Sunday, December 19, 2010


Distance work pays off out here when we're bombing out around on the trails. Actually, even in the city, when at parks, I've had more than one occasion where I've been relieved to be able to tell my dogs to "STOP" when I see a ball hog dog racing after our ball. Most dogs who hog another's ball in my experience have been possessive of them, and it's not worth it to me to have my dogs injured in a dogfight because another person hasn't trained their dog.

I've used "STOP" when on trails and we've encounter motorcyles, ATV's, bikes, joggers, other hikers/dogs or even knowing there's cliff up ahead, being able to tell them to put on the brakes for safety reasons gives me a piece of mind.

DISTANCE work...besides STOP, SIT and DOWN have also come in handy. Distance work comes naturally when they understand stay's are part of a cue and you've done a ton of duration and distraction work when close by. Handsignals, more like arm movements, also help them out. Start off close then ping/pong the distance, next start adding distractions. I always reward in position at first so they find value in staying put.

*Remember that dogs don't have the greatest eye sight when it comes to picking something specific out in the distance. They are more perceptive to movement hence using your arm and exaggerated motion.


Lydia McCarthy said...

Actually we were just working on them in my training class yesterday. They do come in very handy and can save their life. I love the emergency STOP and long distance sits and downs. I so encourage my owners to keep with that.

Kristine said...

While I think we have an awesome distance sit-stay, I have had limited success teaching "stop". For the most part her emergency sit works, as does her recall, in situations like these but it would be nice to add to our repetoire. Can't have too many options, right?

How did you go about teaching "stop" at the basic level?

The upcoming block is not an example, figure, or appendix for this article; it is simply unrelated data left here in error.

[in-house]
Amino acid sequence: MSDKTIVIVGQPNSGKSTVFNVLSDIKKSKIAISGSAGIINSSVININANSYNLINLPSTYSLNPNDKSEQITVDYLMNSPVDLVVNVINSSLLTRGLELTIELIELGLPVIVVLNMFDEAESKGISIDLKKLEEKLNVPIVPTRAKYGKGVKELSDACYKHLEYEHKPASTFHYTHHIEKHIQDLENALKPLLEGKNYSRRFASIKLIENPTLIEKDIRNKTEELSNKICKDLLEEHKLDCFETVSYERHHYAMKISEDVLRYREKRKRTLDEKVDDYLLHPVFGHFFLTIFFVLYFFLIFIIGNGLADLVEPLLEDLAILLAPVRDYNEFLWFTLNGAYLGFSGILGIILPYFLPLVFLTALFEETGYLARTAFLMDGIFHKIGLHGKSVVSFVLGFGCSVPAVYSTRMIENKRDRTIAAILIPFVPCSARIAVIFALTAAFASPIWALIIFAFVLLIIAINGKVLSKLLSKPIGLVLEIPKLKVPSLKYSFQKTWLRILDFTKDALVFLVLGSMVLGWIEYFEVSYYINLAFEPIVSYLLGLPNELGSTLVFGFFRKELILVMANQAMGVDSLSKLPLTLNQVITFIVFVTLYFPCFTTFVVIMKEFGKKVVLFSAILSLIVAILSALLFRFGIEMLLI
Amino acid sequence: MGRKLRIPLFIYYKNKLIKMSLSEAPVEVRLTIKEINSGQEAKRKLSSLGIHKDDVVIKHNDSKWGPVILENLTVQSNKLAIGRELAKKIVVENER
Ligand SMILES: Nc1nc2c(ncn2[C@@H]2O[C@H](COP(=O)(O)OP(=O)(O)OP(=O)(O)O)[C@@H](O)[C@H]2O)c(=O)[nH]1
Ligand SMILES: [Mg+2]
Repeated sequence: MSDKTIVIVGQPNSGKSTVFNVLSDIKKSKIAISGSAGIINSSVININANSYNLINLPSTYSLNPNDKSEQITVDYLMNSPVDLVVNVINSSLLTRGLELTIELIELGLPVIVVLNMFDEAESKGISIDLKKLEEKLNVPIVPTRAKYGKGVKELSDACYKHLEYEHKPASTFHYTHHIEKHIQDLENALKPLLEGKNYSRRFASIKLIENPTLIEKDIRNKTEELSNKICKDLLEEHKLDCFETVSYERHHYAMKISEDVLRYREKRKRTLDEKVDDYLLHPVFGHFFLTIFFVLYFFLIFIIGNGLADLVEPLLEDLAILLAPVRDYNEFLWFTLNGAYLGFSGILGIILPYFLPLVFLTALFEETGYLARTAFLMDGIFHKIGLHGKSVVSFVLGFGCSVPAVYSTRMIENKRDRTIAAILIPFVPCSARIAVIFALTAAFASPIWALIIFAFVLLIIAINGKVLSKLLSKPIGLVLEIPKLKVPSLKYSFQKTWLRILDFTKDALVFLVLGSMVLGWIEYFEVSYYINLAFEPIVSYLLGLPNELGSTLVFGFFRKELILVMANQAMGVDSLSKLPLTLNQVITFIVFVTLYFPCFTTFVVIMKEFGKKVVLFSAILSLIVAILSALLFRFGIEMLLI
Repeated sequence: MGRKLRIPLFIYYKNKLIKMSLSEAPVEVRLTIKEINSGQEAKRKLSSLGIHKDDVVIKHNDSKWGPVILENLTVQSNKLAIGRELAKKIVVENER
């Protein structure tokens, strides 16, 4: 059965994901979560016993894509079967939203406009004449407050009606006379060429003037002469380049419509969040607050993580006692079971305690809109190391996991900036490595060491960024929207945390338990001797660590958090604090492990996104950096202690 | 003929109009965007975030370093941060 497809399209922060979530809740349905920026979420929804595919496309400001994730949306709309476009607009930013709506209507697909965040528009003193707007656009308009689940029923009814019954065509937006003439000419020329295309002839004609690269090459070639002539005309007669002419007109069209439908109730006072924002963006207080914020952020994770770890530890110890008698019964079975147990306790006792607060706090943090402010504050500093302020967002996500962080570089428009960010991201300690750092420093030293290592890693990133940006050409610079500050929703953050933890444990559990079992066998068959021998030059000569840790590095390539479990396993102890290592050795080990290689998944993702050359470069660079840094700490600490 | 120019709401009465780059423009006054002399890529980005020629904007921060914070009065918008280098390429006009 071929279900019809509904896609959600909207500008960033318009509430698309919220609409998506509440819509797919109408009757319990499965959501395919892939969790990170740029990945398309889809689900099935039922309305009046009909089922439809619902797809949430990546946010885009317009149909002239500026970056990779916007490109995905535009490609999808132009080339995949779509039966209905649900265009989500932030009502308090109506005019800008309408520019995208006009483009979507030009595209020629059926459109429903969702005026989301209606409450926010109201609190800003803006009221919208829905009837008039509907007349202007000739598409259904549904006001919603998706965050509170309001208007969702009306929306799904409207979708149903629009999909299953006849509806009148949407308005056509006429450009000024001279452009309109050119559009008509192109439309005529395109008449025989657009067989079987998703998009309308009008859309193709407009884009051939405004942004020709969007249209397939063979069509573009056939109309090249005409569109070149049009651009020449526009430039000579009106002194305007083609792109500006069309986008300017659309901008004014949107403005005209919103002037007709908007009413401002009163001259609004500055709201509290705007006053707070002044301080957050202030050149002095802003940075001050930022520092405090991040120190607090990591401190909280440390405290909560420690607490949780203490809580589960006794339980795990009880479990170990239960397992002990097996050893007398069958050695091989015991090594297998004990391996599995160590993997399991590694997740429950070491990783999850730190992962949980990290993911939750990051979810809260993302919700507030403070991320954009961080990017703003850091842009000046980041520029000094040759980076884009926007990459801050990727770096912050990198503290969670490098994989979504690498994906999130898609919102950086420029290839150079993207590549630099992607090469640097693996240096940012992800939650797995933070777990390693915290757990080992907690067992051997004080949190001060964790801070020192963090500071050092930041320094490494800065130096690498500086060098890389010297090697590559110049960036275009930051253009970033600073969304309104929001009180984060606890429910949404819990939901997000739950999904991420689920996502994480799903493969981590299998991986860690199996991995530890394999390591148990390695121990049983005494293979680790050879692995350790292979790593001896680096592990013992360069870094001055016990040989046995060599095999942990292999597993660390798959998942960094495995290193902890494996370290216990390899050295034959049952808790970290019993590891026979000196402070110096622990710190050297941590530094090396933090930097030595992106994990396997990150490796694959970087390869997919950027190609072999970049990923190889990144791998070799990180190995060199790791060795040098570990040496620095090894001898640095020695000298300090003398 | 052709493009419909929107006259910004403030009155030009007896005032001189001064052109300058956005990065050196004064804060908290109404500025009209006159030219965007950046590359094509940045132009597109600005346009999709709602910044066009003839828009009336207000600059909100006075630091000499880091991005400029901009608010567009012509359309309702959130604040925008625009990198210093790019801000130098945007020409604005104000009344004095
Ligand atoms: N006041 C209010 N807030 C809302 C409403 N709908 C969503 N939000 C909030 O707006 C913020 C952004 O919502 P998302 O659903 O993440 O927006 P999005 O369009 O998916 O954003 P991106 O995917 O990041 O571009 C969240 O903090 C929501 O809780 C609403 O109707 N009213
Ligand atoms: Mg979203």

Daizy, George, Taiki n Keegan said...

I love it too! It's so much fun to teach and super duper simple. Kinda like a stay, where you use forward movement into their space just with a weight shift. and hand out front as if someone is going to fall against you.
I just stand in front of a dog at first, a couple feet away, not far, then invite them to come to you and the second they start to move forward, you lean forward and motion your hand to "stop' them from moving forward. No nasty voice or anything, no walking forward crashing into them, just the transition from invitation to leaning forward, and putting pressure with forward motion, hand movement normally is enough to get them to have a 'what are you doing" sort of look on their face, and while they stop to ponder this, I throw treats behind them,reinforcing distance away from you, or if they stay put automatically, I will take a step forward and reinforce them in position.
After they've got that down pat working in front, ping ponging distance, I work beside, then from behind. Behind is the toughest one as they can't see your body language so working tons from on front then on beside them, lays a good foundation. I think the more cues you can teach them, the more fun you have.
Dr. Patricia McConnell teaches stay, similar to how I teach the 'stop". Stay and Stop are sort of the same thing to me, slight variations, but really just asking the dog to refrain from movement.